Principles of due process require that the defendant have " certain minimum contacts with [the forum state] such that the maintenance of the suit does not offend traditional notions of fair play and substantial justice." Int'l Shoe Co. v. State of Wash., Office of Unemployment Comp. & Placement, 326 U.S. 310, 316, 66 S.Ct. 154, 90 L.Ed. 95 (1945) (internal quotations omitted). " In short, the Due Process Clause requires a court to determine whether a defendant 'should reasonably anticipate being haled into court there.'" LSI Indus. Inc. v. Hubbell Lighting, Inc., 232 F.3d 1369, 1375 (Fed. Cir. 2000) (quoting World-Wide Volkswagen Corp. v. Woodson, 444 U.S. 286, 297, 100 S.Ct. 559, 62 L.Ed.2d 490 (1980)). A defendant's contacts with the forum state may give rise to either general jurisdiction or specific jurisdiction. " A court may assert general jurisdiction over foreign (sister-state or foreign-country) corporations to hear any and all claims against them when their affiliations with the State are so continuous and systematic as to render them essentially at home in the forum State." Goodyear Dunlop Tires Operations, S.A. v. Brown, __ U.S. __, __, 131 S.Ct. 2846, 2851, 180 L.Ed.2d 796 (2011) (internal quotations omitted). Conversely, specific jurisdiction arises from " an affiliation between the forum and the underlying controversy, principally, activity or an occurrence that takes place in the forum State and is therefore subject to the State's regulation." Id. (internal quotations omitted). Specific jurisdiction is " confined to adjudication of issues deriving from, or connected with, the very controversy that establishes jurisdiction." Id. (internal quotations omitted).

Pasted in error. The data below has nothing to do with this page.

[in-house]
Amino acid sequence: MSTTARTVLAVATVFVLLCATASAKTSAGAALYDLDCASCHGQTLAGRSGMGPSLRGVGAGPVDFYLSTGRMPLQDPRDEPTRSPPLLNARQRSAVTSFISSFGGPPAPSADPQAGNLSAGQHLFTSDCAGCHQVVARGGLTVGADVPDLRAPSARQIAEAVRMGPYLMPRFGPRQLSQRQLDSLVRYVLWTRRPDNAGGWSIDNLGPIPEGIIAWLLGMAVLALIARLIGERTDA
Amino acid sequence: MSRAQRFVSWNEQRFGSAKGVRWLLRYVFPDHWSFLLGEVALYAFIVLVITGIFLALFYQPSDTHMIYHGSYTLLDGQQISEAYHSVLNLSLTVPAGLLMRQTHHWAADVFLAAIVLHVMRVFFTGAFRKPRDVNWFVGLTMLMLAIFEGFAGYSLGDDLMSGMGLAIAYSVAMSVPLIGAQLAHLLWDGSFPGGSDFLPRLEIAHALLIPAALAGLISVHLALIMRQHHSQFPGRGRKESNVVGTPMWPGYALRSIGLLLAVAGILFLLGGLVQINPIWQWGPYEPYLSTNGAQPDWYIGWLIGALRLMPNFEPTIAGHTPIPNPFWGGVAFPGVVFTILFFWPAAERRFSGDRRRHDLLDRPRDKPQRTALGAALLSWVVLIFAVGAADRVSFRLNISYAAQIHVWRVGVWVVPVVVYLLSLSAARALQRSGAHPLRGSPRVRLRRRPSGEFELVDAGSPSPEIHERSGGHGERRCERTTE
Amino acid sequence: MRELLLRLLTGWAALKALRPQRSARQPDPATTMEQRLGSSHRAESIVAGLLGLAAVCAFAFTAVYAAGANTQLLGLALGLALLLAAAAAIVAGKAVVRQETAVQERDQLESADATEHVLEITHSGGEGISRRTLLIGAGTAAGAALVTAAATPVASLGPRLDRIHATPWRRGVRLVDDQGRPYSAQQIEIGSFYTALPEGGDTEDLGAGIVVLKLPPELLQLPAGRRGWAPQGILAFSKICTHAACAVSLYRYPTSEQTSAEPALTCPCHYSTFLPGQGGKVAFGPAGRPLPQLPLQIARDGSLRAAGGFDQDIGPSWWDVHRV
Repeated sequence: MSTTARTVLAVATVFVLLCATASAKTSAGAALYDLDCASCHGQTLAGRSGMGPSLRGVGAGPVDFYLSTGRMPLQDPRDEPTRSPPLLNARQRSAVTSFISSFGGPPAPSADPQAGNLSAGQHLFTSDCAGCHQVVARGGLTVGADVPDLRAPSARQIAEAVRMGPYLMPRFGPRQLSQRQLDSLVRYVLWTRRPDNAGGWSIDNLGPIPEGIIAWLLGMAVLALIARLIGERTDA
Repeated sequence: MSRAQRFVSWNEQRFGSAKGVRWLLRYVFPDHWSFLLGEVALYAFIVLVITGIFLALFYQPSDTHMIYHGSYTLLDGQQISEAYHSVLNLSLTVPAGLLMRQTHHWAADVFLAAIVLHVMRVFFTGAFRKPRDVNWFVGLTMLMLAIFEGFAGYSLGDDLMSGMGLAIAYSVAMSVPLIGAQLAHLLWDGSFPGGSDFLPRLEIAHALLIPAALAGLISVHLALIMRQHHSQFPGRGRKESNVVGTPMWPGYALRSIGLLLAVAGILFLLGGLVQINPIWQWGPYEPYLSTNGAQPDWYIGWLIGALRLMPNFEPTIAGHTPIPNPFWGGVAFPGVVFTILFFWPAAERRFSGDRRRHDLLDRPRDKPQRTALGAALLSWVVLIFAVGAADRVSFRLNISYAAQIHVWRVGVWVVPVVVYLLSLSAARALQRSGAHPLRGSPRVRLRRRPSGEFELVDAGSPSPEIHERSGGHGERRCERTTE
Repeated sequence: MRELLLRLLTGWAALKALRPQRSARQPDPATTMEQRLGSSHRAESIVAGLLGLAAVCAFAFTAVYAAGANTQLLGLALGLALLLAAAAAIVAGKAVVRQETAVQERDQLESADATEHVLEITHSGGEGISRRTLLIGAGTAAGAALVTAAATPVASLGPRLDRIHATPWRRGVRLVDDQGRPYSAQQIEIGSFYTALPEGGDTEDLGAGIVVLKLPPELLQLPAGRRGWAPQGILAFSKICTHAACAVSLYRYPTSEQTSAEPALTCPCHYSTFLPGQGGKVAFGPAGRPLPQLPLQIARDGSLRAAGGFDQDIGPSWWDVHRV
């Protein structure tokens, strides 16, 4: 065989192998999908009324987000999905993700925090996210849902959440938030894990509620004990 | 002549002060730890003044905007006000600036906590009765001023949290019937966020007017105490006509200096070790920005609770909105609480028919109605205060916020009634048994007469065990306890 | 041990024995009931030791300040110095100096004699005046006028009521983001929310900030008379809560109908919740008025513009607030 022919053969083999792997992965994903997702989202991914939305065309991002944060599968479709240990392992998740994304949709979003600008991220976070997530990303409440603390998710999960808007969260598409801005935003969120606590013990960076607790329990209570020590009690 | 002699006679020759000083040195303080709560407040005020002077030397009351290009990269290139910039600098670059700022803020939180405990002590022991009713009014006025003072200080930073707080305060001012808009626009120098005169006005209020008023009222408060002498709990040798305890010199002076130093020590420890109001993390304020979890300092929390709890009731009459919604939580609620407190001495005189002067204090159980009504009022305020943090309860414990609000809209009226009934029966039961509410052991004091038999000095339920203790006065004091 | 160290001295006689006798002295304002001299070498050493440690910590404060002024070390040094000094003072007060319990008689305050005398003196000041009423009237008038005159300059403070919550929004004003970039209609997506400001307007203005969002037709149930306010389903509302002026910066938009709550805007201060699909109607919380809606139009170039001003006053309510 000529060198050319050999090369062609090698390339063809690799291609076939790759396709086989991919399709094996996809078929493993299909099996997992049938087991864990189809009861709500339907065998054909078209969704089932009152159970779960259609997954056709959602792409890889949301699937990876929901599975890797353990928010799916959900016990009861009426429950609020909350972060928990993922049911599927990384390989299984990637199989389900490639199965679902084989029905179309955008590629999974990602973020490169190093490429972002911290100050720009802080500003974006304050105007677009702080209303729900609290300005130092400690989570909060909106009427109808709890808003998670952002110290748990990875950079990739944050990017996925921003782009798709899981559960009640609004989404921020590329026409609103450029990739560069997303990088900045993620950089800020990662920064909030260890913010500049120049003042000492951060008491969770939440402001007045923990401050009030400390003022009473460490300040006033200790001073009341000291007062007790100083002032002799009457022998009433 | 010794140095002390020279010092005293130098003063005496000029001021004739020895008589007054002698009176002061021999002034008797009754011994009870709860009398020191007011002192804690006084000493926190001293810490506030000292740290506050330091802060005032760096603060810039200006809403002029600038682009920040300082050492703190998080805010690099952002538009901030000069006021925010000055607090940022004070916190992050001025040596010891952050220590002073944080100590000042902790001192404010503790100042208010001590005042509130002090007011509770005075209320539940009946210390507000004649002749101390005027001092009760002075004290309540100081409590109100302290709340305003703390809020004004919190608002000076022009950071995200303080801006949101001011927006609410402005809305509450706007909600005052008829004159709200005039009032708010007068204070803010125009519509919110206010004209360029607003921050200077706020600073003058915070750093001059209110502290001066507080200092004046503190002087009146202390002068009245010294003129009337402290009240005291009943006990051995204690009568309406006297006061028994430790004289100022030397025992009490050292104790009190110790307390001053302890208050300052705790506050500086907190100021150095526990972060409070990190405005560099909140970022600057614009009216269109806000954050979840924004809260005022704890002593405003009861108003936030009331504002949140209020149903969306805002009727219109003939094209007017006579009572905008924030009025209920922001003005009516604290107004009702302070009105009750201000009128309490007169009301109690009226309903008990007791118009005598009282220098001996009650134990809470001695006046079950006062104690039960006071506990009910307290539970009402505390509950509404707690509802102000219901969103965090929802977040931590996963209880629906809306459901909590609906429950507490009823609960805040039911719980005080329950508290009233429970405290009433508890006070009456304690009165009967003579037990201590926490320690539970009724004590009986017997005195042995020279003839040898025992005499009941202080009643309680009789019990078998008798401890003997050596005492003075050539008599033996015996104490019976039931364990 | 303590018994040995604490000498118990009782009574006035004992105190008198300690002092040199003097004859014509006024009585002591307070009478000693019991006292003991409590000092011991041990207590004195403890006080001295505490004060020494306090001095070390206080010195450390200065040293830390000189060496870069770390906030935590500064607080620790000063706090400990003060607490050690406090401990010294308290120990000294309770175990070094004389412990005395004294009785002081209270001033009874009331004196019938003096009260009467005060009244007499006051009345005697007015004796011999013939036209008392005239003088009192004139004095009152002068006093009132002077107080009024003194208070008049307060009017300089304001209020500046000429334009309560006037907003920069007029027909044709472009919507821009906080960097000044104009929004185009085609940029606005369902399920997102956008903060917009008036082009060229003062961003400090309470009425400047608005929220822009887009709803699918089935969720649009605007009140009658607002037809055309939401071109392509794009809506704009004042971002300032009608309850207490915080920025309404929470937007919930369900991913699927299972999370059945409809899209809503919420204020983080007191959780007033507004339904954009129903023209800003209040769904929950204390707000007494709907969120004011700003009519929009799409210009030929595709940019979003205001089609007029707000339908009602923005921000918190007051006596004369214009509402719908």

General Jurisdiction Analysis